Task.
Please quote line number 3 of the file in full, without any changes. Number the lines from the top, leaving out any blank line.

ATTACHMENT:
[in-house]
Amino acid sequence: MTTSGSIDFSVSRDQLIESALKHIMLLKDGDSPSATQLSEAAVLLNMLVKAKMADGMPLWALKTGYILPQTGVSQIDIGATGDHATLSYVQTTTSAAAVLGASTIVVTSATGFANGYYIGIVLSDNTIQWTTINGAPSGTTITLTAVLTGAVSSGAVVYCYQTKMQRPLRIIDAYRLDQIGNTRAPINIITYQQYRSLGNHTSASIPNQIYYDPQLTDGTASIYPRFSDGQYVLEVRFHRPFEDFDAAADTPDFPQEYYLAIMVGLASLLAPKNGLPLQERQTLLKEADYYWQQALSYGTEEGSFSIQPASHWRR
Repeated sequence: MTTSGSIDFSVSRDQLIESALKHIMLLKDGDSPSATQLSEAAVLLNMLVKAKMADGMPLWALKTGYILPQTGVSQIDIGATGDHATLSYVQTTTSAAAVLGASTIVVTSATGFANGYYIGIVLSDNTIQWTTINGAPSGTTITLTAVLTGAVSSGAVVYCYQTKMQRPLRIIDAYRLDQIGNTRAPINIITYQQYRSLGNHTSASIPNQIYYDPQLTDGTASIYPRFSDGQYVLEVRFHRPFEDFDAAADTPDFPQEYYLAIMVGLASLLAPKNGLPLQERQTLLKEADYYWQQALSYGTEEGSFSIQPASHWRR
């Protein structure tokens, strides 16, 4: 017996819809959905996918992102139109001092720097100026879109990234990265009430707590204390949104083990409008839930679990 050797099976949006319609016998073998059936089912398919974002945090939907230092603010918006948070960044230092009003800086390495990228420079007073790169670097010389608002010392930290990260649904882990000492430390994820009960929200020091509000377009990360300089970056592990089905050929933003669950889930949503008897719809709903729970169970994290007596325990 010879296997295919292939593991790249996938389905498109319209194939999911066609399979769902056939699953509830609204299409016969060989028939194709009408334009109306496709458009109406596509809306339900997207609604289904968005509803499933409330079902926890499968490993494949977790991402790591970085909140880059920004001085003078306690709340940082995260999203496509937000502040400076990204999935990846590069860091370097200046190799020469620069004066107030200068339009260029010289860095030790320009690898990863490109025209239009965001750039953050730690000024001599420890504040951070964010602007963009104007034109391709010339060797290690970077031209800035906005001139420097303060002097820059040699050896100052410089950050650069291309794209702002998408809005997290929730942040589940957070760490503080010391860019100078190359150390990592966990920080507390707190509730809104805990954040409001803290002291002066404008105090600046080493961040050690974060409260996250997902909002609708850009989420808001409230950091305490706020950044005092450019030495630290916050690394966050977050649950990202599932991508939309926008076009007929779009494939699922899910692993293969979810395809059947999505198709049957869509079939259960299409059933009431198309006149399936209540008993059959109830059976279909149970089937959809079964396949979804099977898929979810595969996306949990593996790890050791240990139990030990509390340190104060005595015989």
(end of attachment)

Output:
Repeated sequence: MTTSGSIDFSVSRDQLIESALKHIMLLKDGDSPSATQLSEAAVLLNMLVKAKMADGMPLWALKTGYILPQTGVSQIDIGATGDHATLSYVQTTTSAAAVLGASTIVVTSATGFANGYYIGIVLSDNTIQWTTINGAPSGTTITLTAVLTGAVSSGAVVYCYQTKMQRPLRIIDAYRLDQIGNTRAPINIITYQQYRSLGNHTSASIPNQIYYDPQLTDGTASIYPRFSDGQYVLEVRFHRPFEDFDAAADTPDFPQEYYLAIMVGLASLLAPKNGLPLQERQTLLKEADYYWQQALSYGTEEGSFSIQPASHWRR